Kids - your bus ride to school this fall may require you to buckle up.
School District 833 has purchased 10 new buses with lap and shoulder harnesses. They'll replace an equal number of retired vehicles.
The district will swap out additional vehicles over a period of 10-12 years, until all 109 of their general education school buses have seat belts.
They are among the first school districts in the state to implement a seat belt program for their entire fleet. Small school buses are already required to have seat belts.
"It's not mandated by the legislature yet, but we're trying to get ahead of the curve," director of transportation operations Carrie Olson said. "We feel that seat belts will become the norm."
The seat belts add an extra $10,000 to the total $96,643 cost of each new bus, Olson said.
About 10 states require seat belts on all school buses. Earlier this month, Iowa joined their ranks after the State Board of Education passed their own law.
A bill that would mandate seat belts on new school buses was introduced earlier this year in the Minnesota State Senate.
The 10 new buses in District 833 "have been assigned to all grade levels at schools throughout the district," director of communications Shelly Schafer said in an email.
But is it worth the extra cost? School buses already are outfitted with numerous safety features. They're built to withstand and redistribute the impact of a crash. Seats are designed to be separate, self-contained protective shells, an engineering design known as compartmentalization. Seats are bolted to the floor, closely-spaced and cushioned with shock-absorbing foam.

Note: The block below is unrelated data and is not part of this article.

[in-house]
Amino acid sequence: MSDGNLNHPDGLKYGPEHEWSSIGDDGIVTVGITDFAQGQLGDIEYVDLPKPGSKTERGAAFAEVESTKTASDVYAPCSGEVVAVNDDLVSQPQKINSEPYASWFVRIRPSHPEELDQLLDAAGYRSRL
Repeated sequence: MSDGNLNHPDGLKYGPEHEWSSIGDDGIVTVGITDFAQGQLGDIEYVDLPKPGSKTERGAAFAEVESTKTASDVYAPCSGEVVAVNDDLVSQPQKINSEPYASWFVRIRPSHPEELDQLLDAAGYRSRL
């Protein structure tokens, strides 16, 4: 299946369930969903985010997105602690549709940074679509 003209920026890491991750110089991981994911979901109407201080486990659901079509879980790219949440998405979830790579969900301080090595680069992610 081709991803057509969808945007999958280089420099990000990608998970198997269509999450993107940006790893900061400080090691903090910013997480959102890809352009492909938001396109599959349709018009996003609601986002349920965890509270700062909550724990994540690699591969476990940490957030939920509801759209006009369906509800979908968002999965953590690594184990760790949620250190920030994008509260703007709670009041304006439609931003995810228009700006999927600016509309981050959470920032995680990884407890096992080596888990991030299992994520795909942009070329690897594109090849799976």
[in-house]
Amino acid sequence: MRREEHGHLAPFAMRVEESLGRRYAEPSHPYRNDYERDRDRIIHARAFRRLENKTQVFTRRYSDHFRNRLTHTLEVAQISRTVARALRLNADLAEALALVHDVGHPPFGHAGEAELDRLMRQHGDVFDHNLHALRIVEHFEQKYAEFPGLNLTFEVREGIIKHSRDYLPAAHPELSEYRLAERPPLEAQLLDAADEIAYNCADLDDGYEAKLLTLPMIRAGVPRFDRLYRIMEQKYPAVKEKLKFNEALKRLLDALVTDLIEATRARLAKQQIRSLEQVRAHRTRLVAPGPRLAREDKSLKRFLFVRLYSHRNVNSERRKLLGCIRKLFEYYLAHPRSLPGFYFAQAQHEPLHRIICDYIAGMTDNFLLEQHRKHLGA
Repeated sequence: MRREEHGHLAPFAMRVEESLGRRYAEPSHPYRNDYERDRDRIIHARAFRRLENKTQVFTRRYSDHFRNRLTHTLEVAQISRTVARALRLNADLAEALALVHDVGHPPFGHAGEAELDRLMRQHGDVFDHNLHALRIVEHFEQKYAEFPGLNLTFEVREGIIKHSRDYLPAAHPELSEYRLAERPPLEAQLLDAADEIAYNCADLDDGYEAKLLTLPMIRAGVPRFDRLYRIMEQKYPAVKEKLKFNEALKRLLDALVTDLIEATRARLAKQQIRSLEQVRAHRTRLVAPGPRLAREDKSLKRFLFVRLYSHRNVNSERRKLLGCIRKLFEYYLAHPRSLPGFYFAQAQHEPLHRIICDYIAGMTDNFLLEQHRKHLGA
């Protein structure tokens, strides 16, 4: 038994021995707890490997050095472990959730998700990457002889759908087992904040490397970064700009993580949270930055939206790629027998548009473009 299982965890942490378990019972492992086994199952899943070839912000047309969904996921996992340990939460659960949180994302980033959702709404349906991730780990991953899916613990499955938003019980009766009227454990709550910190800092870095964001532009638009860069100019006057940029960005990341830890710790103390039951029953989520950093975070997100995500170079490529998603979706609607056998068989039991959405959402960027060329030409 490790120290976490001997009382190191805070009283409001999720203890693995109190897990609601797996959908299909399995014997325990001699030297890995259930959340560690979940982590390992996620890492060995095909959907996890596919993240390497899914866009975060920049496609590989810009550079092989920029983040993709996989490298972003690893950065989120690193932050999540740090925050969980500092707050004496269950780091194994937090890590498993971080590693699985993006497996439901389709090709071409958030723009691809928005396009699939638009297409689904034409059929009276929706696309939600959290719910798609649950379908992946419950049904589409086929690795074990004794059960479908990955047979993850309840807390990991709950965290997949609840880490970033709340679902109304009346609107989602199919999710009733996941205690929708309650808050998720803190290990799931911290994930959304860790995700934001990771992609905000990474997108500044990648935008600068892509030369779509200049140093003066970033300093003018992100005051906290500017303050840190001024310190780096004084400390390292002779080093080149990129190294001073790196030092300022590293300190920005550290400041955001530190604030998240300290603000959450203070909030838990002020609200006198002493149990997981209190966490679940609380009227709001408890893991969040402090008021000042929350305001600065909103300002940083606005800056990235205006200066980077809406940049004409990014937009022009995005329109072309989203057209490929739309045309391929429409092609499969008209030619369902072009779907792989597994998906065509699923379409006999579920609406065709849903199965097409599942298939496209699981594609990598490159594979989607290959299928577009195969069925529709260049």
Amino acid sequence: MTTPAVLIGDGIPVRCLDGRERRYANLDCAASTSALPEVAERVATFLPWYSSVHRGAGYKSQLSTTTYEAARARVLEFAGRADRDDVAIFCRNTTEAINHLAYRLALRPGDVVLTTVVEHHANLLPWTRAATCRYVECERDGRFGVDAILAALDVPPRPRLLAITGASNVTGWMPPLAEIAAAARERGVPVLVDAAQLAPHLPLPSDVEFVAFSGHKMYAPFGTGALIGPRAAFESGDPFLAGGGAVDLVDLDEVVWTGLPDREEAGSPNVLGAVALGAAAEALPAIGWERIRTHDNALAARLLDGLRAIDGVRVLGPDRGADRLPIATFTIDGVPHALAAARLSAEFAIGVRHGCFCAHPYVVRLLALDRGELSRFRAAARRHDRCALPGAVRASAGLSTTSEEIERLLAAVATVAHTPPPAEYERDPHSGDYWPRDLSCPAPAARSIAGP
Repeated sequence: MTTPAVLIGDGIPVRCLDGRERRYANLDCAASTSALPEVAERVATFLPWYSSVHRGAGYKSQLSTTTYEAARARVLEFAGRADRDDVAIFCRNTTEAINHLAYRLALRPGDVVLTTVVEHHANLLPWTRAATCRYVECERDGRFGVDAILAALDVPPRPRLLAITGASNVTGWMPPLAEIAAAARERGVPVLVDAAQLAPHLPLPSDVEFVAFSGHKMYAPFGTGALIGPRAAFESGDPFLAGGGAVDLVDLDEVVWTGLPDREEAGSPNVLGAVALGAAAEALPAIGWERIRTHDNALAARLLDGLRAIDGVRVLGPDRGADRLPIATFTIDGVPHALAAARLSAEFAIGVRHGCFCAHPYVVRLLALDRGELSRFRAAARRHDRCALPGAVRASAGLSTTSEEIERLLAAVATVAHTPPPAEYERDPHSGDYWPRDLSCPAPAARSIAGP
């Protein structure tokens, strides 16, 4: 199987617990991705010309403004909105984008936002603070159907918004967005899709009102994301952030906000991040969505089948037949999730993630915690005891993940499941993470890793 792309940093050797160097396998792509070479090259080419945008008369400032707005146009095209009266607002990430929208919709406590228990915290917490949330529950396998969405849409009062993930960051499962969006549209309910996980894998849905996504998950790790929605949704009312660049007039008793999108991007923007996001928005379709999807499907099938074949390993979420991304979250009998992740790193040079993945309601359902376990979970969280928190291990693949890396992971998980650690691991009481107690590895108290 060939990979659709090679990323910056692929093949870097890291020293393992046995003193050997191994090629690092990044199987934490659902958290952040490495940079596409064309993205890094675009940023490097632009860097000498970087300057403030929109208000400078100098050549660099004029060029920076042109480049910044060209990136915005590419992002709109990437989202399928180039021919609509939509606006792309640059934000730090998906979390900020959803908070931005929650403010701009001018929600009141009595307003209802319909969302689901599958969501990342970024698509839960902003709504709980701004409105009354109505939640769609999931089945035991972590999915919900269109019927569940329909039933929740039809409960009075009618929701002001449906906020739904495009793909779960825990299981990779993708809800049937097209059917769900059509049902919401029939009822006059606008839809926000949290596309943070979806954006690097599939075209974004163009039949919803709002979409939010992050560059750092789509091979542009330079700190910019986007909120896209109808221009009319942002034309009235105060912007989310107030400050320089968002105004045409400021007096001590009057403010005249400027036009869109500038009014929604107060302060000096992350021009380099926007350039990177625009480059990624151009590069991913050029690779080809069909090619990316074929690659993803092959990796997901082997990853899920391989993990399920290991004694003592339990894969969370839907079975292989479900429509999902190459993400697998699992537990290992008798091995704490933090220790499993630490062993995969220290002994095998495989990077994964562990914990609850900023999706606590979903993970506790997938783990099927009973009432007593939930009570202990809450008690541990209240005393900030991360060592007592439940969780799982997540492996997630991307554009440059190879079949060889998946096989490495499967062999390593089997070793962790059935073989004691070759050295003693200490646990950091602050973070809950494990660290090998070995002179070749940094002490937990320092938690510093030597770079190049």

"School buses are extremely safe," said Lt. Brian Reu, state director of pupil transportation for the Minnesota Department of Public Safety. "They're eight times safer than traveling by any other mode of transportation."
Seat belts could prove most beneficial in side impact or rollover crashes, he said.
"I think anytime you talk seat belts, you are increasing the safety aspect of a school bus," he said.
Children are most at risk walking to and from a bus. In 2017, the National Transportation Safety Board (NTSB) reported that 174 children were killed in school transportation-related crashes from 2003 to 2012. Fifty-five were passengers; 119 were pedestrians.
But last year, the NTSB took the unprecedented step of urging the passage of school bus seat belt laws in states that didn't already have them.
The recommendation was part of an investigation into two fatal school bus crashes in November 2016. Six adults were killed in a school bus crash in Baltimore. Later that month, six children died in a school bus crash in Chattanooga, Tenn.
Seat belts aren't a panacea, however. The NTSB ruled that both crashes were caused by "deficiencies in driver oversight." They also recommended that new school buses be equipped with braking and collision avoidance systems.
Andy Smith, assistant director of transportation operations for District 833, cited one immediate benefit of seat belts: less distracted school bus drivers. Strapped-in kids are less prone to rowdiness and horseplay.
"We believe the students will find some more structure on the bus staying in their own seats," Smith said.
While the seat belts add 10% to the total cost of each bus, that cost is partially offset by a new, less expensive engine design, he said.